A Black woman who was raped at the age of 14 was told by a jury, “You’re worth it” — the “it” being $1 billion.
Hope Cheston, now 20 years old, was awarded a $1 billion settlement by a jury in Clayton County, Ga.
Cheston was assaulted by a security guard in an apartment complex. The lawsuit was filed against the security company that hired the rapist, Brandon Lamar Zachary, who was 22 at the time. Zachary was convicted of rape and sentenced to 20 years. But the company, then called Crime Prevention Agency Inc., did not try to reach out to Cheston or issue an apology.
Cheston, meanwhile, struggled with common side effects following sexual trauma: guilt and self-blame.
“Every victim has that — ‘Well I should’ve did this, I should’ve did that, I shouldn’t have been here in the first place,'” she explained.
According to statistics, anywhere between 40 and 60 percent of Black girls experience sexual abuse before their eighteenth birthday. And for every Black woman who reports her rape, at least 15 women do not come forward.
Sexual violence disproportionately impacts communities of color. According to the Connecticut Alliance to End Sexual Violence, “Of women who are raped in their lifetime: 17.9% are Caucasian, 11.9% are Latina, 18.8% are African-American, 34.1% are American Indian or Alaskan Native, and 6.8% are Asian or Pacific Islander. 24.4% are mixed race.”
Cheston thought her story was going to be yet another rape case that gets forgotten — which is, all too often, the case.
“For the longest [time], I thought it would be pushed under the rug and no longer mattered … but come to find out 12 strangers feel like what I went through and my story and how I feel six years later is worth a billion dollars,” she said.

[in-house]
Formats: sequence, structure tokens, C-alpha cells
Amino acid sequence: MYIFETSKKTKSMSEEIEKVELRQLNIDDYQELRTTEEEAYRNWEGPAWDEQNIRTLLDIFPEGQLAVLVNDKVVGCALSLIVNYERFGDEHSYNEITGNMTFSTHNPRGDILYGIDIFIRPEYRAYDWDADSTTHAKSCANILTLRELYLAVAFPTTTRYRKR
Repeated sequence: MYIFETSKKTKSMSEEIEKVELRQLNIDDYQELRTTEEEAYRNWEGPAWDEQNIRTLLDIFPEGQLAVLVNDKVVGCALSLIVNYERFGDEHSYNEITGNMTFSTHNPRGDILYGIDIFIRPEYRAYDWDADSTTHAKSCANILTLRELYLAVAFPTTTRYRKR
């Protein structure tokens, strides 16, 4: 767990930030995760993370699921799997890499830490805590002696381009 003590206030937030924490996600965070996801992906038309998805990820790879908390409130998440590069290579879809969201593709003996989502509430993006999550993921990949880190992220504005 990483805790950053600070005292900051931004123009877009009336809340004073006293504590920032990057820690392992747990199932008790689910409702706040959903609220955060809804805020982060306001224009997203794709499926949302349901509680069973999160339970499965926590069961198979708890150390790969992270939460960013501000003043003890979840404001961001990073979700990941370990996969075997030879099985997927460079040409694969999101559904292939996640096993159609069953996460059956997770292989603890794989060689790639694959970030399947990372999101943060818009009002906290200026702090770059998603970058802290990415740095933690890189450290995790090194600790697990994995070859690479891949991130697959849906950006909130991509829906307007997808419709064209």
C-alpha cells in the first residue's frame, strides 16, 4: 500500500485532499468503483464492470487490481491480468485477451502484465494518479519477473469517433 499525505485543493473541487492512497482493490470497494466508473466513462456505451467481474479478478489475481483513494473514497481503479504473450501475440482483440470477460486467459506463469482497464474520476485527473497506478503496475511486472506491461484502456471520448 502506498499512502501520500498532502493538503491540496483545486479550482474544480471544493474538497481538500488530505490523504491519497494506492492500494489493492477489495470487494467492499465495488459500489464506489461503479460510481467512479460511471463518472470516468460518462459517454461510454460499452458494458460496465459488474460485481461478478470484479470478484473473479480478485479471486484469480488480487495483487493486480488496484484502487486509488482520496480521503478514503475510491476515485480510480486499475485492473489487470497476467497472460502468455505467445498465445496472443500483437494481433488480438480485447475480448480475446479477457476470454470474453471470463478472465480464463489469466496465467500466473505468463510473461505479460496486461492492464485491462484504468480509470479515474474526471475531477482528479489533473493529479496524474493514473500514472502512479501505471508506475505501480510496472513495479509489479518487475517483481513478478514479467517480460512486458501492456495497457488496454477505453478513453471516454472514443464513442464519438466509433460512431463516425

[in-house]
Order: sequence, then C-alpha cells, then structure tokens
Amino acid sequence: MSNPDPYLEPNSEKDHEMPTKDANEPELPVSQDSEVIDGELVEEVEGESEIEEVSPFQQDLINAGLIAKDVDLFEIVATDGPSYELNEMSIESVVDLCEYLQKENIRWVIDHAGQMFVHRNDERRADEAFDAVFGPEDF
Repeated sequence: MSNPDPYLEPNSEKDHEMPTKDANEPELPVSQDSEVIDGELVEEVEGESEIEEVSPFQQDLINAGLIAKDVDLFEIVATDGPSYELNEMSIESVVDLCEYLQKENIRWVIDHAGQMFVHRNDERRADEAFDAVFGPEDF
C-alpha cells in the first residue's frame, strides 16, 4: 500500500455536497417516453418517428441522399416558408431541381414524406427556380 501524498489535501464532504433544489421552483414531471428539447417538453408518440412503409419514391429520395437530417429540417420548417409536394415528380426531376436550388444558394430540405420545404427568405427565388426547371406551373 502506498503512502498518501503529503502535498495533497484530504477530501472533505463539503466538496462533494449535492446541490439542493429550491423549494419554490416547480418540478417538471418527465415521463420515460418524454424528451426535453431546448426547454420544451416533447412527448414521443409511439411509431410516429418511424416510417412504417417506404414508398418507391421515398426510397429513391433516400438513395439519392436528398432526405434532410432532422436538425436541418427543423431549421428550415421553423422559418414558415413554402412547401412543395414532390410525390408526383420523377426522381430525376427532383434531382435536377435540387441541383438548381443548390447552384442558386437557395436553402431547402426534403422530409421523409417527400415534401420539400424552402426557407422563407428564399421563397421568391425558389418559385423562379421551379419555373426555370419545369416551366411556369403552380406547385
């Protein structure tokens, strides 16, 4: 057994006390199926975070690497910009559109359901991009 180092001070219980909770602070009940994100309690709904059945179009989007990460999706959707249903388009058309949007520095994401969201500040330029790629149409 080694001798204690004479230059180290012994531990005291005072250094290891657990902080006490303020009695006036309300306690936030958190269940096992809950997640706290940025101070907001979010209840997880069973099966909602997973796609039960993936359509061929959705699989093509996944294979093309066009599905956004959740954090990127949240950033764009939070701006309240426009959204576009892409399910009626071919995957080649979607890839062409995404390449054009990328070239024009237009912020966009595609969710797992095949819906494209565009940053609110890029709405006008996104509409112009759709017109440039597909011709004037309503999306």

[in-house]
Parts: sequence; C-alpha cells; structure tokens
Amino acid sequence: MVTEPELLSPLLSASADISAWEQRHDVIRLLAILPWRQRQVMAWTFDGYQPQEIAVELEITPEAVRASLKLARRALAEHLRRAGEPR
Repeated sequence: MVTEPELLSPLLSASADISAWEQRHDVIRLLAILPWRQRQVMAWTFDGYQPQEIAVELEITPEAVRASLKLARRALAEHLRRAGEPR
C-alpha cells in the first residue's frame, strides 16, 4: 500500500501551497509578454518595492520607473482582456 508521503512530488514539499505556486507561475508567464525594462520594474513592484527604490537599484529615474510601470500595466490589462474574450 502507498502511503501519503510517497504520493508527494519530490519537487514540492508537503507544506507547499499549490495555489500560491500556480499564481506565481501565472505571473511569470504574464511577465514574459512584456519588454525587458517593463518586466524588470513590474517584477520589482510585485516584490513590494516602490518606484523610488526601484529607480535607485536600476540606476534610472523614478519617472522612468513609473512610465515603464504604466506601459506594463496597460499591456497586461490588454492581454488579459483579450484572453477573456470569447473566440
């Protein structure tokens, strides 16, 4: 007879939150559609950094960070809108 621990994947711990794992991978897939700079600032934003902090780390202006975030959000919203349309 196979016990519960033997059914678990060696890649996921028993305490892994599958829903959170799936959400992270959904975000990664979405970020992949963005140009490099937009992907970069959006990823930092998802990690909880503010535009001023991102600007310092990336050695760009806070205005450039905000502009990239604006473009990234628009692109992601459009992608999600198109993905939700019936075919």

Her original lawsuit also named the apartment complex where the rape occurred and the property management company — HACC Pointe South Inc. and Hammond Residential Group, Inc., respectively. Both parties were dismissed.
The company that hired Zachary was called Crime Prevention Agency Inc. but changed its name — a move Chris Stewart, Cheston’s attorney, criticized and one that brought forth an additional lawsuit.
“You can’t change names or try to hide from your responsibility,” he said.
Stewart also called the settlement “a huge victory for women.”
Even if Cheston never sees the full $1 billion, the fact that it was awarded to her symbolizes something that you cannot put a dollar amount on, her lawyer said.
According to Stewart, “the money, at the end of the day, isn’t going to matter. It’s what the jury writes down that’s going to fill the hole in her heart that that man tore out.”
Cheston said her victory is meant to be shared.
“This $1 billion isn’t just my $1 billion,” she said. “This number on this sheet of paper — it’s my case, yes, but it’s all of our case.”